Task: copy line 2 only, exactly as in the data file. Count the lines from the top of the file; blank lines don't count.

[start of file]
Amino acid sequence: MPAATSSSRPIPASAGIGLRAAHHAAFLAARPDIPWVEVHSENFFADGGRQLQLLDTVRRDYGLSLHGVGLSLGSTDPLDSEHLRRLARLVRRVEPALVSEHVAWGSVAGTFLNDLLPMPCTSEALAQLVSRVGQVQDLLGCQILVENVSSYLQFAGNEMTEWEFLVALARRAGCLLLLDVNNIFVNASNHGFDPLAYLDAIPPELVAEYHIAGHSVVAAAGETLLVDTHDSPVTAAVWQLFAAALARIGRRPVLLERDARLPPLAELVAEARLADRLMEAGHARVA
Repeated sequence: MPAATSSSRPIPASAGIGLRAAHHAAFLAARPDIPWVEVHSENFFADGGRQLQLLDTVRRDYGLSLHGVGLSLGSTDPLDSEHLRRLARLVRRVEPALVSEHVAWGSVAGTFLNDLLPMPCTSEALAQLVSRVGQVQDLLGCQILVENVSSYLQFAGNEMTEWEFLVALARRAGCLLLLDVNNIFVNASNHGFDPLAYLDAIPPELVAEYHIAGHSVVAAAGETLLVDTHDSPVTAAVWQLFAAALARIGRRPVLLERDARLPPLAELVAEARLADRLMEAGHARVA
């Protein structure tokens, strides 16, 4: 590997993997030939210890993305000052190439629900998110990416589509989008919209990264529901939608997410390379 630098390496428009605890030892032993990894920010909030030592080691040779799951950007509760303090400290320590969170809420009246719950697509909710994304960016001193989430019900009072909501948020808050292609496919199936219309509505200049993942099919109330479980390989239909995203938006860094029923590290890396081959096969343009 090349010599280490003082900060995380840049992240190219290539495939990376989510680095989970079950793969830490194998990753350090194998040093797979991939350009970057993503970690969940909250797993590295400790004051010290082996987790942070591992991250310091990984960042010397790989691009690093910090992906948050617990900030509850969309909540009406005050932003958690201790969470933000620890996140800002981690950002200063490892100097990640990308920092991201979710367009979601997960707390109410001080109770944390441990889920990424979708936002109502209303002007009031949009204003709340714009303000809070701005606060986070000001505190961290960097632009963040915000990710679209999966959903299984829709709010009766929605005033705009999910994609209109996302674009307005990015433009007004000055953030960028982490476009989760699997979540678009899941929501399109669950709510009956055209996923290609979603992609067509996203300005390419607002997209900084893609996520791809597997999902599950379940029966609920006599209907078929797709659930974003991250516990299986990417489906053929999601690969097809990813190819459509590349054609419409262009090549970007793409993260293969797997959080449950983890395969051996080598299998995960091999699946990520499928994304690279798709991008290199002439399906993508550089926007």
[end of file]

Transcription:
Repeated sequence: MPAATSSSRPIPASAGIGLRAAHHAAFLAARPDIPWVEVHSENFFADGGRQLQLLDTVRRDYGLSLHGVGLSLGSTDPLDSEHLRRLARLVRRVEPALVSEHVAWGSVAGTFLNDLLPMPCTSEALAQLVSRVGQVQDLLGCQILVENVSSYLQFAGNEMTEWEFLVALARRAGCLLLLDVNNIFVNASNHGFDPLAYLDAIPPELVAEYHIAGHSVVAAAGETLLVDTHDSPVTAAVWQLFAAALARIGRRPVLLERDARLPPLAELVAEARLADRLMEAGHARVA